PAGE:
18. Oct, 2016

My Ickle Puddy Tat

 Ug. What is it about pets that reduce us into stupid, pink fluffy idiots? 'Tis true. My cat Jessie is - as I gibber - with the vet, being force fed. She's ten years old, and we've had her that long. We also had her brother, Benny, who kicked the proverbial bucket after a heart attack a few years ago, when Husband and I were away narrow boating, and son was cat sitting. Son had to bury him, poor lad (son, not cat...).

Jessie's surprised us by outliving him (Benny, not son) this long. But now she's got suspected kidney failure, poor mite. She's skinny as the proverbial rake and hasn't been eating much. Now we're facing her demise. When Benny died I was a wreck, bearing in mind I was suffering with depression and anxiety anyway. I wept buckets. Terrible. Also it came as a horrible shock. This time, we're aware of what's possibly facing us. We're prepared. Sort of.

We've always been cat persons. I was born into a cat household. Mickey was a fluffy (that word again) black persian belonging to my older brother. Mickey was run down by a car while we were away on holiday (why when we're on holiday ...?). I was twelve. I vowed that when I grew up, I would have a cat.

Our first was Moppet, just after we married. Husband brought him to me in his dressing gown pocket on my birthday. Sweet. We thought he was a she until a friend popped 'her' onto his lap. 'Ooh, Moppet's a boy!' We had Moppet until he was into his 90s, in cat years. A long time.  Humphrey followed. A cat with half a tail. Probably run over because he was found routing in a bin for food in a Fareham car park. Humphrey was adorable and loved us. He was put to sleep. Cancer got him. Last was Jessie and Benny, brother and sister kittens. Very shy They fought together a lot, and after she was spayed she became aloof. But I loved her and she'd jump onto my lap most evenings.

Yes - why do we put ourselves through it? Because we love them. They're one of the family. Warm, fuzzy individuals padding around, popping in and out of the house and exploring the garden, and, in Jessie's case, sleeping in the shade under her favourite bush during the summer's heat (yes, we Brits do get them...). So where are we with Jessie? As I type, she's back with the vet waiting for further tests. We couldn't let her stay at home because her bodily functions had failed, to put it mildly. Oh, I hope she's going to be okay. I'm steeling myself...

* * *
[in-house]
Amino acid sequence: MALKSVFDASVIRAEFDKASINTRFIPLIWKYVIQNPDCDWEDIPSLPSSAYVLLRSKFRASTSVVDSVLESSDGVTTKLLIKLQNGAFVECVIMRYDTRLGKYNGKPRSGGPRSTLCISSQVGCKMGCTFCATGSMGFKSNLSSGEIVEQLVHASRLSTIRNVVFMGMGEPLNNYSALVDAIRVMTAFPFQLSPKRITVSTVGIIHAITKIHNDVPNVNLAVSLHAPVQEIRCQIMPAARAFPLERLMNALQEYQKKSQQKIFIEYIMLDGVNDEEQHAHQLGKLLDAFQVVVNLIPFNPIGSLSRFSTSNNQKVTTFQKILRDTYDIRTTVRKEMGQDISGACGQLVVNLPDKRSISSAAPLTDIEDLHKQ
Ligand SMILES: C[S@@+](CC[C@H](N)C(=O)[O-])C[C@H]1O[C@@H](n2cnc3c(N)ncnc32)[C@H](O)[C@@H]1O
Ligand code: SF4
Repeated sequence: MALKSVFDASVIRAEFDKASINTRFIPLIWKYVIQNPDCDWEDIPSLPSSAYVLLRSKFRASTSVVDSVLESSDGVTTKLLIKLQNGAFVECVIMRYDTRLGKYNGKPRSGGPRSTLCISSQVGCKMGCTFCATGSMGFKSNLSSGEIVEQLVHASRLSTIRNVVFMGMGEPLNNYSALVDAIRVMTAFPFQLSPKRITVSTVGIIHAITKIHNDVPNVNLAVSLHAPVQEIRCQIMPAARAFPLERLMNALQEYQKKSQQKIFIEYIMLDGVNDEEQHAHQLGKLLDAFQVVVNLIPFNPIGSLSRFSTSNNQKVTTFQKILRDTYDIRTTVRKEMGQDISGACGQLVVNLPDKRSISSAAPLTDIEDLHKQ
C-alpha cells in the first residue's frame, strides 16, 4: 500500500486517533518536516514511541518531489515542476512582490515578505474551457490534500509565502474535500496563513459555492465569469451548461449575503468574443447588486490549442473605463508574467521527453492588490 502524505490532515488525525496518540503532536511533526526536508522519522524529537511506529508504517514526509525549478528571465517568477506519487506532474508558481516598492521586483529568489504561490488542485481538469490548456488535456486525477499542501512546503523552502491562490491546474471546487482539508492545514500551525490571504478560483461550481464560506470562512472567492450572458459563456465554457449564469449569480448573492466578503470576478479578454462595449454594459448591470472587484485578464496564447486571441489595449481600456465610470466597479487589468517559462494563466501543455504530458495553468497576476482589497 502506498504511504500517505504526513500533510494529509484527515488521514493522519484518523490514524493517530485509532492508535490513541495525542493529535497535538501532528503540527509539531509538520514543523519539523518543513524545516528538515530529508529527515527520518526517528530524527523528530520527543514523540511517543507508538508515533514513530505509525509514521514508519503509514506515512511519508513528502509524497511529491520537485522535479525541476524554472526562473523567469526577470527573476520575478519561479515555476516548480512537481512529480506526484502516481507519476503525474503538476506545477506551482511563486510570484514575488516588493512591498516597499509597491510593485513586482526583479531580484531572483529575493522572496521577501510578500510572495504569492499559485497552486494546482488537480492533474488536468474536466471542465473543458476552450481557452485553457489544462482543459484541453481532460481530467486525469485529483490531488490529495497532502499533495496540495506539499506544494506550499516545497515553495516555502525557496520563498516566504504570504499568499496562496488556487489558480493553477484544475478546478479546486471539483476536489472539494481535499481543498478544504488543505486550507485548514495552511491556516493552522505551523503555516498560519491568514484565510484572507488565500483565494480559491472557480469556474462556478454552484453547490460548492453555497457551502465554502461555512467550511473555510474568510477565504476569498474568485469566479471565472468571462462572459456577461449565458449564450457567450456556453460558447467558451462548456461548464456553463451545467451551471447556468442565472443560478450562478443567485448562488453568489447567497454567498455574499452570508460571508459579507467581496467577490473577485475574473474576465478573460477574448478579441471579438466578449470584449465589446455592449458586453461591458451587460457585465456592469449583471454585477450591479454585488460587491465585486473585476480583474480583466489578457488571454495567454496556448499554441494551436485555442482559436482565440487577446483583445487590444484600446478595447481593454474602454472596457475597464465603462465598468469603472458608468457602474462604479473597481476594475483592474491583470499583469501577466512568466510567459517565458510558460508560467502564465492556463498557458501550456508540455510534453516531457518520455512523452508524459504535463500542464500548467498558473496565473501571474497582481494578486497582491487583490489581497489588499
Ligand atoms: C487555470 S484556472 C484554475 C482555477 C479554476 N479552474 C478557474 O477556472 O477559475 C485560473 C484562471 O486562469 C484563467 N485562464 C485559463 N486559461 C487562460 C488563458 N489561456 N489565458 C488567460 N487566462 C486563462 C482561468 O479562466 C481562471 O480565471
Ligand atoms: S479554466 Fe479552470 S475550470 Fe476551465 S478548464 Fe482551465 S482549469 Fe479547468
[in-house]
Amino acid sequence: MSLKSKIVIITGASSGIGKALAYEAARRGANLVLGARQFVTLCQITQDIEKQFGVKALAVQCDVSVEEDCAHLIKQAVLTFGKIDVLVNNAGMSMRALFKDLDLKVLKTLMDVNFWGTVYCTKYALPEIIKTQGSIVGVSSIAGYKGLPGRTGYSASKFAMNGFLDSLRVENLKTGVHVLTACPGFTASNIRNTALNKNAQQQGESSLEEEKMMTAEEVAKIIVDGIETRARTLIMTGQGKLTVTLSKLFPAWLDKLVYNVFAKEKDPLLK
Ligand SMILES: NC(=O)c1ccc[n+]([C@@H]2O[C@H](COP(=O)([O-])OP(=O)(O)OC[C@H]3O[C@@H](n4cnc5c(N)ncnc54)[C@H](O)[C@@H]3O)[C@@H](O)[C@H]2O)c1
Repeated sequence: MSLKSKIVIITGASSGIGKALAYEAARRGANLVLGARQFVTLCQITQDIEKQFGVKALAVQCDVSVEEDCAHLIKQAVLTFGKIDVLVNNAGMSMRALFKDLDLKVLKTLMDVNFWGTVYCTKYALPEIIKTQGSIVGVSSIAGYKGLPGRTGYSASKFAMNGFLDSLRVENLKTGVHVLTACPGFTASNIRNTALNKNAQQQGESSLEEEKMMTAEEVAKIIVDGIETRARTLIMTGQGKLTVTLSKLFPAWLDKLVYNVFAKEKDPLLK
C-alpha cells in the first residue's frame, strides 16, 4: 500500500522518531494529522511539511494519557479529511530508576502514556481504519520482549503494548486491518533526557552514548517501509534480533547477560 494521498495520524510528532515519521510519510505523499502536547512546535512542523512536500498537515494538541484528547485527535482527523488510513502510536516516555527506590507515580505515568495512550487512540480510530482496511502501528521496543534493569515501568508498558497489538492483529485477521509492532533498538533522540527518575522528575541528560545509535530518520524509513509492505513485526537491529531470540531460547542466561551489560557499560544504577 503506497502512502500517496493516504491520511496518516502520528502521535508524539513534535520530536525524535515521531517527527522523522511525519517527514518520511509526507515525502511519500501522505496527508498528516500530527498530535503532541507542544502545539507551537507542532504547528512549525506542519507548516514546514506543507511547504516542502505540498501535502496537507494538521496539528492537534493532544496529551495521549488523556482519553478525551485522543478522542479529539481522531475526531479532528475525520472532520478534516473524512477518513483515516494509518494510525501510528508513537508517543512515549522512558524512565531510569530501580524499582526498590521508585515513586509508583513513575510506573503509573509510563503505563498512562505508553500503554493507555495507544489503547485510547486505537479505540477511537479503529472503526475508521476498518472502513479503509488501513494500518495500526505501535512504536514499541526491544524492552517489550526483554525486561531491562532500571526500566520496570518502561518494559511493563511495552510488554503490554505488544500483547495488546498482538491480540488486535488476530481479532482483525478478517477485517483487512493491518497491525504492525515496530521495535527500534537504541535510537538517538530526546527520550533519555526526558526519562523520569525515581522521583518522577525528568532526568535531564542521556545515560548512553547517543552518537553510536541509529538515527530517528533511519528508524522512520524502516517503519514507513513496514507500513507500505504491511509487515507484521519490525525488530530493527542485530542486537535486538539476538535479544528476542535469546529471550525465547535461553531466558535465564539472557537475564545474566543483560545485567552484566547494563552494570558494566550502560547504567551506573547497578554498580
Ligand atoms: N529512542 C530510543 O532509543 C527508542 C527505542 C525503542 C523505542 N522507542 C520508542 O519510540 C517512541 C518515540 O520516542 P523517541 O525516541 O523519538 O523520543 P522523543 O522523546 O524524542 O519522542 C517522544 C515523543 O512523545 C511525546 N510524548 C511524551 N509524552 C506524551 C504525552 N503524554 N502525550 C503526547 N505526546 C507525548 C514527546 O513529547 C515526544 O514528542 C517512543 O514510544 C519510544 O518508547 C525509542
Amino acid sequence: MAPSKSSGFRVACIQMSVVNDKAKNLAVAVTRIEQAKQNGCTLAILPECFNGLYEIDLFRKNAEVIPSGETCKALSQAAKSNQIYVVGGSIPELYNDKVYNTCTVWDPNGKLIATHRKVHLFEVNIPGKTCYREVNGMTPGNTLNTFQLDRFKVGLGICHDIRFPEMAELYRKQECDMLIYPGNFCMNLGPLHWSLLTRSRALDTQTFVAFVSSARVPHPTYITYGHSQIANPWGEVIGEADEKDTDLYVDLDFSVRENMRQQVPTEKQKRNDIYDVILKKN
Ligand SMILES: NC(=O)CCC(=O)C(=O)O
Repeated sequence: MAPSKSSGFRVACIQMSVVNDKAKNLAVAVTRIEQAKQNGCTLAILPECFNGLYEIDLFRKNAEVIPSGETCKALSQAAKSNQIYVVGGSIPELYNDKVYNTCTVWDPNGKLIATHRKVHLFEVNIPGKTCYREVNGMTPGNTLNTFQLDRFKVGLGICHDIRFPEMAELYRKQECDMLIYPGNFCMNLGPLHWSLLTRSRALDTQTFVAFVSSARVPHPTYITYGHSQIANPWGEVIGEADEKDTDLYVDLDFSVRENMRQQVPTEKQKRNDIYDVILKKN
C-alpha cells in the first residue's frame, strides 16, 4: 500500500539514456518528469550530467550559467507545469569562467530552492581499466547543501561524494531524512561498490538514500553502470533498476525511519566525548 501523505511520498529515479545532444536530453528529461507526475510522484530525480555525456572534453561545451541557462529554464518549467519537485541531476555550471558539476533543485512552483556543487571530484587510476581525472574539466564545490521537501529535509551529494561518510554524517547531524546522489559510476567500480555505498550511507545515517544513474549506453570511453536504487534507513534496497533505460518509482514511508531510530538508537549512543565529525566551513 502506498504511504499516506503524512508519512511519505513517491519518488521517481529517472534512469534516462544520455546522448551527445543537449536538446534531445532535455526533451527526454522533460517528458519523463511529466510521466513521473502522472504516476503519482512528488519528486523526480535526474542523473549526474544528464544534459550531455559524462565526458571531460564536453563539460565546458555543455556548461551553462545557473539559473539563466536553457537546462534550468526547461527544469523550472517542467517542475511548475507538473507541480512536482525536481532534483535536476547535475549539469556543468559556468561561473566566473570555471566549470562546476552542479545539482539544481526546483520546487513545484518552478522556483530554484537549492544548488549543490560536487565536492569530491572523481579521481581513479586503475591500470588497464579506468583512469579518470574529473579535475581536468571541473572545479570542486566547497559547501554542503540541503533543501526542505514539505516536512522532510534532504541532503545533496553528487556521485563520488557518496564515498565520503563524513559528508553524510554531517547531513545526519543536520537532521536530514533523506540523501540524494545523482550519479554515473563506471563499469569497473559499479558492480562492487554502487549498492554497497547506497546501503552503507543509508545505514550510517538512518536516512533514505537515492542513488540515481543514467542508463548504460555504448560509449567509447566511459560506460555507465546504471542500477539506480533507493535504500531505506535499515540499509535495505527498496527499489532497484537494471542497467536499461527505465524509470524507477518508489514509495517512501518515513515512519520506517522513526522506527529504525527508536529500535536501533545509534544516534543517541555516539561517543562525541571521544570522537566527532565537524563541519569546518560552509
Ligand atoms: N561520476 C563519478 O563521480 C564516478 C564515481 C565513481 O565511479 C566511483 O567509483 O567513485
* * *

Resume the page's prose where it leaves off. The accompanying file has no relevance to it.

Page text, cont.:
She's got cancer, we think. Long chat with vet while Jessie wandered around the floor, got petted, tried to open the door... The big i? Hardly. Vet injected her twice, one to hydrate her. Told us she doesn't have much longer, but we decided if she's gonna go, we'd rather she was comfortable at home than with an anonymous vet, no matter how nice they are. We brought her home. She hasn't disgraced herself once. We've pussy-proofed all chairs and floors. Bowls of water and tempting food which she's partaken of. She's being treated like a fluffy princess. Being fed Sheba (posh cat grub) and my salmon. 'Gosh...' she's thinking, '...if this is what it's like being ill, I'll carry on...' All she needs now is a purple satin cushion with Jessie embroidered onto it in gold. What is it about cats?

Yesterday, before we ventured to the vet to find out what we were faced with, the postman arrived. Being an amiable sort, he asked how we were. 'Not too good,' Husband responded, 'our cat's ill. Might die.' Postie laughed, nervously, then chatted inconsequentals. Obviously not a pet person.

As I type, Lady Muck's somewhere in the house, possibly watching the garden for birds from a window sill, or snoozing gently on one of her purple cushions. How could we possibly big i that?

25 Oct

She's alive and kicking and doing well! What was all that about? Maybe a bug. Who knows? Some cat thing. We've had plastic sheeting and towels on chairs and settee just in case she did a whoopsit, but she's done doing all that. She's eating reasonably well and being a normal cat. Goodoh.